Circular Materials

Illustration showing difference between linear economy and circular economy

Currently there are two types of material flows that occur in society, linear and a limited amount of reuse and recycling. An aspiration is to have closed loop material flows that underpin a circular economy by keeping the matter making up materials in use as products longer and maximizing matter’s regeneration into high-value products at the product’s end of life. The basic elements of a circular economy are to: prioritize regenerative resources, design for the future, preserve and extend what’s already made, rethink the business models, use waste as a resource, incorporate digital technology, and collaborate to create joint value. This is a complex challenge that demands a multidisciplinary approach combining fundamental science and engineering to create the necessary materials and technologies to underpin circular systems but also policy and economics to enable society to make the transition to a circular economy. 

There are initiatives across the Globe to advance the circular economy including reports and funding from the European Commission, China’s eco-parks and within US funding opportunities from agencies like NSF, DOE; and foundations, such as the Ellen G. MacArthur Foundation, and other organizations (ThinkBeyondPlastics, Ubuntoo) that support  replacement of plastics with sustainable alternatives. For example, the MacArthur Foundation supports the New Plastics Economy accelerator ( which has engaged over 1000 companies and organizations as signatories to a Global Commitment to circular plastics.
RBI’s “Circular Materials” focuses on polymer-based materials, including composites, with the ultimate goal of identifying materials and/or processes that can minimize the use of non-sustainable resources (fossil fuels) as feedstocks or energy sources. That includes:

  • Recycling at the molecular level, for example molecular restoration or regeneration, which is very common in nature, through such processes as mechano-catalysis, separations, electro-catalysis, etc.;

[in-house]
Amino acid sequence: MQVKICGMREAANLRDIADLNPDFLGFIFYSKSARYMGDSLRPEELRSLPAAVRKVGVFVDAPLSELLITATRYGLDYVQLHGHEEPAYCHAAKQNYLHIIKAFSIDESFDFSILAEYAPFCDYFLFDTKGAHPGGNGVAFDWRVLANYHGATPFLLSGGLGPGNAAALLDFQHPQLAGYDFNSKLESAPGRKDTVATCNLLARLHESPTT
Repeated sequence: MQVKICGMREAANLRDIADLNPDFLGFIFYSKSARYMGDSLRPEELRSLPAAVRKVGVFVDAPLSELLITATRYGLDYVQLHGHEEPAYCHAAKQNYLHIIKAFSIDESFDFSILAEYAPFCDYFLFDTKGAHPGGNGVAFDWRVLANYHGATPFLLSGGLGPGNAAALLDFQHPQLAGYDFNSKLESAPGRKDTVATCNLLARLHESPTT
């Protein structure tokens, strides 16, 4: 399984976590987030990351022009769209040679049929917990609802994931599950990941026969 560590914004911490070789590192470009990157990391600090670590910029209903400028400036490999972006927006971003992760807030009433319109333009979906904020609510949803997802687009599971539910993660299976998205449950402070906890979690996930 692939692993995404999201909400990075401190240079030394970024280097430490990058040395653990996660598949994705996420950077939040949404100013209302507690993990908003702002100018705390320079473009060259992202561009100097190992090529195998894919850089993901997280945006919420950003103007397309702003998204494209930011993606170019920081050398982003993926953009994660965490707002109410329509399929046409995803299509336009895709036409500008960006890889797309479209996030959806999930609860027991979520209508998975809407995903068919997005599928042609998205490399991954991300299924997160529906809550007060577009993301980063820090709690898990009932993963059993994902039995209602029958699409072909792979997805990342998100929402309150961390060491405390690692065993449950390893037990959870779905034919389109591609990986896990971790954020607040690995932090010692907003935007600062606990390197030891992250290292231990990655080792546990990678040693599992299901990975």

• Replacing the functionality provided by petroleum-based polymers with polymers from biomass. Optimized biomass processing to synthesize common monomeric building blocks and/or new ones through approaches as redesign of products, processes, policies, economies and workforce education. 
  • Reducing the energy input and other resources i.e., water, materials and transportation costs, minimizing waste streams e.t.c., in current manufacturing processes of products made using petroleum-based feedstocks.

Key Contacts

For more information on RBI’s initiatives on Circular Materials and how to get involved, please contact one of our initiative leads working in the area.

Portrait of Matthew Realff

Matthew Realff

Professor and David I.J. Wang Faculty Fellow, School of Chemical and Biomolecular Engineering

RBI Initiative Lead: Next Generation Refinery
Portrait of Andreas Bommarius

Andy Bommarius

Professor, Clifford W. Rackley Faculty Fellow, and Nobles Family Faculty Fellow, School of Chemical and Biomolecular Engineering 

RBI Initiative Lead: Renewable-based Economy from WOOD (ReWOOD)
Portrait of Valerie Thomas

Valerie Thomas

Anderson-Interface Chair of Natural Systems Professor, School of Industrial and Systems Engineering

RBI Initiative Lead: Sustainability Analysis


Portrait of Carsten Sievers

Carsten Sievers

Professor, School of Chemical & Biomolecular Engineering

RBI Initiative Lead: Value from Plastic Upcycling
Portrait of Blair Brettmann

Blair Brettmann

Assistant Professor, School of Chemical and Biomolecular Engineering, School of Materials Science and Engineering

RBI Initiative Co-lead: Interface of polymer science and wood-based materials
Portrait of Will Gutekunst

Will Gutekunst

Associate Professor, School of Chemistry & Biochemistry

RBI Initiative Co-lead:Interface of polymer science and wood-based materials